9 Oct 2020




Daylight saving has started – summer is on the way. We are enjoying the extended daylight hours in the evenings. There seems to be much more opportunity to spend time outside after work. We are starting to prepare our summer bodies with walks, bike rides and Zumba classes. The Zumba classes are great fun but very challenging for the less coordinated amongst us! 




Our quiz night fundraiser is booked. We will be at the Keg Room, Rototuna on the 14th of October at 6.30pm. Please click on the link to see the invitation. We would love to see you there.


Huggable Hearts. Huggable Hearts is a family-run organisation providing grieving families who have lost a baby with a fabric heart made to their angel's birth. They operate solely by donation. This can be fabric, filling, rice or money. 



Each month one of our consultants (Tracey, Chantelle or Patricio) will provide you with a snippet of health and safety information. This month Tracey will chat about what she has been up to.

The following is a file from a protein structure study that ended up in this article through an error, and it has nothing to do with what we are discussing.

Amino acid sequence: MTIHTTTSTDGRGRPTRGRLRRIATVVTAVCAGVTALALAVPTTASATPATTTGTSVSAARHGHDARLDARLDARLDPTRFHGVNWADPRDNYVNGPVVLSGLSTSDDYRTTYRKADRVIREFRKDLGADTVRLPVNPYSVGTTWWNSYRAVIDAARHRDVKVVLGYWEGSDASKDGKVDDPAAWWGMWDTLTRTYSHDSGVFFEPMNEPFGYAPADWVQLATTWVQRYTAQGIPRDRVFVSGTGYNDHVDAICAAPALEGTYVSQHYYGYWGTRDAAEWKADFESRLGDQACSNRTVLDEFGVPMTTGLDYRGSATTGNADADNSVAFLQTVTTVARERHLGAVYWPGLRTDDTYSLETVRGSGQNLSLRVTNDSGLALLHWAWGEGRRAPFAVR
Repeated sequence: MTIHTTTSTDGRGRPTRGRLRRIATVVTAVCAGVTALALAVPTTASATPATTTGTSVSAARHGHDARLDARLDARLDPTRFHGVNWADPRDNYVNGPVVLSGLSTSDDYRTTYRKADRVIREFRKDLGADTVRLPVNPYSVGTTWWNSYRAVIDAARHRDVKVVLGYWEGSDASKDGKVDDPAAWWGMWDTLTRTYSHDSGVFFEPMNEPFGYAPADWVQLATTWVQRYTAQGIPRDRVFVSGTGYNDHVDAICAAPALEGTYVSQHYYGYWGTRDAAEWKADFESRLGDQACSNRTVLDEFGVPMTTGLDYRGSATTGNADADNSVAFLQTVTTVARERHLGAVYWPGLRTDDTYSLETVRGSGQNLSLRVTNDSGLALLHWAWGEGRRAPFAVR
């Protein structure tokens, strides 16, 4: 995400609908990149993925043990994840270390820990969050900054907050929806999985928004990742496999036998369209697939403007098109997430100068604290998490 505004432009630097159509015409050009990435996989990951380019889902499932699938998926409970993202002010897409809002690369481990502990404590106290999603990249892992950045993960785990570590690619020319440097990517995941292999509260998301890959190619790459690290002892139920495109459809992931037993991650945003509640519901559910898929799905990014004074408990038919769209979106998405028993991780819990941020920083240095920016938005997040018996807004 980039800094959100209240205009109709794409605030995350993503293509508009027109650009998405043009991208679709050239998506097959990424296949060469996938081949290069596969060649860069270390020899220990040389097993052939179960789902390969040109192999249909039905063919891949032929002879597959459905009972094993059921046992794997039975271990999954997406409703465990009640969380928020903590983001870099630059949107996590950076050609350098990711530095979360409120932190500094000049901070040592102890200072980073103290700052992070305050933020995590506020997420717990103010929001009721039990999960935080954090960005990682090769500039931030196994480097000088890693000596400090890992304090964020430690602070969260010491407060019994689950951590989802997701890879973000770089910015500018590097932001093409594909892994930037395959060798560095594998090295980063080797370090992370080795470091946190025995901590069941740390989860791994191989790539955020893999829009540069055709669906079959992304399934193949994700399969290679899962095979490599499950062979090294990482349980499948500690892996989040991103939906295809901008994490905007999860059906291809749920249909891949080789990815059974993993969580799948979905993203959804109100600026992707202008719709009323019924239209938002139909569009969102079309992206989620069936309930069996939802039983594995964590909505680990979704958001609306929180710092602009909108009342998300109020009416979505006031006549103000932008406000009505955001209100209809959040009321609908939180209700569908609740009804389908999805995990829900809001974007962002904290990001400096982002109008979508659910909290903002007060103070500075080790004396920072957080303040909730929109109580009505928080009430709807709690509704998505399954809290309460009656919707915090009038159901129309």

Tracey’s Tales

I am often asked about having a health and safety system. Many people tell me that they have one, everyone just knows what to do. Unfortunately, this is not a system. It relies on people knowing and remembering the same information as everyone else. 


According to the Oxford dictionary, a system is “an organised set of ideas or theories or a particular way of doing something”.  It is generally accepted that a system is documented. This ensures that the same information is available in the same format for everyone. There should be an induction process, so your workers know what that information is, where to find it and how to implement it. A system doesn’t work if only management know about it. 


The health and safety system should include information on managing all aspects of health and safety relative to your business. Generally, this includes information on how to manage workers, hazards, accidents, emergencies and contractors. Another very important aspect, which is often forgotten, unless the system is developed by a professional health and safety practitioner, is the management of the system itself. 


I’m also asked who should have a system. The short answer is pretty much everyone. A system is required if an organisation employs staff or uses contractors. People who have no staff or contractors should still have a system if they interact with others as part of their work, particularly if the work or workplace has hazards

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